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Fr. 534

June 27, 2014

One last question makes itself felt in the wake of Foucault’s somewhat breathless conclusion. In what way has this culture or care of the self been obscured in our own? Why has such a culture been forgotten? For Foucault, this forgetting is not to be ascribed to a single cause but, rather, the combined working of four distinct changes in Western culture:

First is the ethical paradox of Christian asceticism. In this kind of asceticism, the concern for the self has to take the form of a sacrifice. The renouncement is the major target of the work that we have to do on ourselves. The second reason is that most of those techniques of the self have been integrated in our world in educational and pedagogical, in medical and psychological techniques. The techniques of the self have been embedded either in some authoritarian and disciplinary structure or substituted for and transformed by public opinion, mass media, polling techniques, which play a formative role in our attitudes towards the other and towards ourselves so that the culture of the self is now imposed on people by the other, and the culture of the self has lost his [sic] independence. The third reason is, I think, that human sciences suppose that the main, the major relationship to the self is and has to be essentially a relationship of knowledge. And the fourth reason, and the last one, is that most of the time people think that what we have to do is to disclose, to liberate, to excavate the hidden reality of the self. But the self, I think, has to be considered not as a reality which can be hidden. I think that the self has to be considered as the correlate of technologies built and developed through our history. The problem then is not to liberate, not to free the self, but […] to consider how it could be possible to elaborate new kinds, new types of relationships to ourselves.

Although all four changes have had a role to play in the gradual withdrawal of this culture and care of the self, the last three are of particular importance for our study. Concerning the second charge, that of integration and substitution, we will note that the Greco-Roman care of the self has been displaced and translated, as it were, into specific domains which do not coincide wholly or, at times, at all with daily life. These techniques are largely absent from adult life and encountered in circumstances that most approach only with reluctance. If this care of the self arose in relation to the medical practice, as the medical practice has withdrawn from daily public life, so has this care of the self. As Foucault remarks, mass media has in some sense supplanted the medical practice of self physicians and other domains in daily life, and, thus, the role of identity-formation once held by self physicians is now occupied by the likes of pundits and pollsters eager to expose the listener’s self to the listener as they see it.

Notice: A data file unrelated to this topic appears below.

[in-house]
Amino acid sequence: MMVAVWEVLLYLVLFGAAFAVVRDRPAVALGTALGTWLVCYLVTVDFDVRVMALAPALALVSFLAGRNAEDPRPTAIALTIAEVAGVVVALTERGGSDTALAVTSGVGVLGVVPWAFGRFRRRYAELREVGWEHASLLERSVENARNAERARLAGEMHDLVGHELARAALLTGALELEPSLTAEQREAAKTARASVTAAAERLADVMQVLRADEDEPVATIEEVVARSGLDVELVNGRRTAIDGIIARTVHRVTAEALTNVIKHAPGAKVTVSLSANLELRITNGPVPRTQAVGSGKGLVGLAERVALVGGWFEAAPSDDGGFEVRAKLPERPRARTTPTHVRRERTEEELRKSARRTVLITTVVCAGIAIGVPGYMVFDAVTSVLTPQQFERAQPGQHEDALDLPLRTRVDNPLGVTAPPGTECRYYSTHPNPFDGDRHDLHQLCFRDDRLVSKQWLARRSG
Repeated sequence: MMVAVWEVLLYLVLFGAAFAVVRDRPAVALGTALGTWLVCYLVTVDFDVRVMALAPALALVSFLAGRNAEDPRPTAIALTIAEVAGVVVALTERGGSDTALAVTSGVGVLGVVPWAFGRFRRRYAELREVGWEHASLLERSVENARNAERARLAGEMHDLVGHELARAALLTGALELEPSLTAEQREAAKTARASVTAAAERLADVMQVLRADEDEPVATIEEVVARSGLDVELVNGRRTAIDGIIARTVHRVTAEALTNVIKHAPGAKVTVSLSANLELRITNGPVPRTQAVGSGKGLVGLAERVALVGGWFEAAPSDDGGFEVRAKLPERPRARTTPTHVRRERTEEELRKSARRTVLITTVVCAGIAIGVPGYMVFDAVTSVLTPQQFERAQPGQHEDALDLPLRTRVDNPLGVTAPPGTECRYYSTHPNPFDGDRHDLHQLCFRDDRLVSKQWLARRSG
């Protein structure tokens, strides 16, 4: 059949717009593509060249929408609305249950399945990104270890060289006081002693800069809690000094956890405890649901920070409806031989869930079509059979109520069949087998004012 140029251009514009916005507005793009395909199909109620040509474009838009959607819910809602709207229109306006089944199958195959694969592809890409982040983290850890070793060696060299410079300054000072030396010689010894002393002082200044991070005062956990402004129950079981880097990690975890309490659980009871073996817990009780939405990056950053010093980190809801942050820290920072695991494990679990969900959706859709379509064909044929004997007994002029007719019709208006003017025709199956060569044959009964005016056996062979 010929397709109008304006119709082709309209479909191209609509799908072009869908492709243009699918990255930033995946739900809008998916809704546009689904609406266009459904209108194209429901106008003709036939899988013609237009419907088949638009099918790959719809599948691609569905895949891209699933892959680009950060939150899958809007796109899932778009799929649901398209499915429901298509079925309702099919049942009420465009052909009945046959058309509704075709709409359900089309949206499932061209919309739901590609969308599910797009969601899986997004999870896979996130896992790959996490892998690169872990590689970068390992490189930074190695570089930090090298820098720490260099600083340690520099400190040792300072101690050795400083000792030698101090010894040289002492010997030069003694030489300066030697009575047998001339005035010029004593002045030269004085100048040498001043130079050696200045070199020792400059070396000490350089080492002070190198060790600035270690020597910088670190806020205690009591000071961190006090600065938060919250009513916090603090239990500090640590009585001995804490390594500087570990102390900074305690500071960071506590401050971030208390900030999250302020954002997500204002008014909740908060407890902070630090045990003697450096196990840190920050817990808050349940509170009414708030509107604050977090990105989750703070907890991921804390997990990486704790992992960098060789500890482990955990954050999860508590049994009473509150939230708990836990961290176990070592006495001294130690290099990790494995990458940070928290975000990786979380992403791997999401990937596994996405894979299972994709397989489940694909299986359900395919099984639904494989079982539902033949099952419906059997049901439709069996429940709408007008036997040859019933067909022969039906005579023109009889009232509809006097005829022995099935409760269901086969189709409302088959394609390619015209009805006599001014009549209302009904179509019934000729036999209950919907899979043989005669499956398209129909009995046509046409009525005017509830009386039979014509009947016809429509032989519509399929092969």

As regards the third reason, we will say only briefly that the self has become an abstract object of reflection that we are to come to know through methods largely inaccessible to the broader public. These methods are not of the kind that we find in personal writing but take form rather as experiments, tests and analyses, the bases of which prove inscrutable for the layperson. These practitioners of self are, in reality, mere observers who are otherwise uncommitted to elaborating a set of practices and institutions for self-articulation.

The fourth and final reason concerns widely held views on the self, views on which we have already elaborated elsewhere. Suffice it to say that the self represents, for the average person, an immutable, undisclosed entity within ourselves. Additionally, it is our task to reveal or bring out this entity as it is. This shows to what extent, in most minds, the self is an idealized type, unchanged, unchangeable and waiting to be uncovered.

A methodological concern adds itself to the four charges listed above. Someone like Charles Taylor would dispute to what extent the Greco-Roman culture of self and the Greco-Roman self could be considered in the same way that we regard the modern self, particularly as considered under the facet of identity. Indeed, Taylor’s discussion in Sources of the Self aims to discredit precisely such an analogy. That said, the texts with which Taylor concerns himself seem to fall rather into the tradition of gnothi seauton rather than epimelesthai eautou insofar as he links the Platonic notion of self to precisely this provisional or propaedeutic contemplation of the self as, at worst, incidental to and, at best, instrumental to the contemplation and knowledge of the world. Accordingly, it is unclear to what extent Taylor’s objections in Sources of the Self undercut Foucault’s contention. In fairness, it is likewise unclear whether Foucault himself would maintain such an analogy or proximity, given his insistence on the evolution of new and different technologies of the self in the modern and contemporary era. It is here a question of “self” rather than that of the peculiarly modern formation “identity”.

In the end, the differences between these thinkers on the question of ancient self might well owe to their focus on different historical objects rather than to the more basic question of the mutability of the self with regards to practices bearing on the self, a point on which, broadly speaking, they seem in agreement.

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